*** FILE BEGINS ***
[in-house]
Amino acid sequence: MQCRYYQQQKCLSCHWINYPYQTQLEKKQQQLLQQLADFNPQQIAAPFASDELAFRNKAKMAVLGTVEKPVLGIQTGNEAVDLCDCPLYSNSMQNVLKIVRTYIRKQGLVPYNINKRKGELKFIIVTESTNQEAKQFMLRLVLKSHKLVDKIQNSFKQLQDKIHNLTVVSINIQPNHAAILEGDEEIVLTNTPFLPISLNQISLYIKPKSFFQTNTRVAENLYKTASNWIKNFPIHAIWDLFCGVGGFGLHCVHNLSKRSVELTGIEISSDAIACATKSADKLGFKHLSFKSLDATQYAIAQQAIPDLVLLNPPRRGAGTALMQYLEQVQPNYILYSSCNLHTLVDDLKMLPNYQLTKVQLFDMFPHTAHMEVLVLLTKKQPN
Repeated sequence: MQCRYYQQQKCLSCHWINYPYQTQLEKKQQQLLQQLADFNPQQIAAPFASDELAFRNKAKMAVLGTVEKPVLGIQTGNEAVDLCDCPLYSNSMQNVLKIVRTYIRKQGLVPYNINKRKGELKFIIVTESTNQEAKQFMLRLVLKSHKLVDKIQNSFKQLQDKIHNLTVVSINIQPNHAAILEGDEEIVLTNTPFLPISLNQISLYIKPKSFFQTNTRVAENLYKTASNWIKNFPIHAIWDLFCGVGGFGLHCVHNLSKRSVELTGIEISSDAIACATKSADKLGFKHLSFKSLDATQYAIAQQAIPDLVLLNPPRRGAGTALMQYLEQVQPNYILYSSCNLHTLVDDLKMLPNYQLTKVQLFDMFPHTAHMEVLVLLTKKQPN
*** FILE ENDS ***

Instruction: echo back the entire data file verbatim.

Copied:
[in-house]
Amino acid sequence: MQCRYYQQQKCLSCHWINYPYQTQLEKKQQQLLQQLADFNPQQIAAPFASDELAFRNKAKMAVLGTVEKPVLGIQTGNEAVDLCDCPLYSNSMQNVLKIVRTYIRKQGLVPYNINKRKGELKFIIVTESTNQEAKQFMLRLVLKSHKLVDKIQNSFKQLQDKIHNLTVVSINIQPNHAAILEGDEEIVLTNTPFLPISLNQISLYIKPKSFFQTNTRVAENLYKTASNWIKNFPIHAIWDLFCGVGGFGLHCVHNLSKRSVELTGIEISSDAIACATKSADKLGFKHLSFKSLDATQYAIAQQAIPDLVLLNPPRRGAGTALMQYLEQVQPNYILYSSCNLHTLVDDLKMLPNYQLTKVQLFDMFPHTAHMEVLVLLTKKQPN
Repeated sequence: MQCRYYQQQKCLSCHWINYPYQTQLEKKQQQLLQQLADFNPQQIAAPFASDELAFRNKAKMAVLGTVEKPVLGIQTGNEAVDLCDCPLYSNSMQNVLKIVRTYIRKQGLVPYNINKRKGELKFIIVTESTNQEAKQFMLRLVLKSHKLVDKIQNSFKQLQDKIHNLTVVSINIQPNHAAILEGDEEIVLTNTPFLPISLNQISLYIKPKSFFQTNTRVAENLYKTASNWIKNFPIHAIWDLFCGVGGFGLHCVHNLSKRSVELTGIEISSDAIACATKSADKLGFKHLSFKSLDATQYAIAQQAIPDLVLLNPPRRGAGTALMQYLEQVQPNYILYSSCNLHTLVDDLKMLPNYQLTKVQLFDMFPHTAHMEVLVLLTKKQPN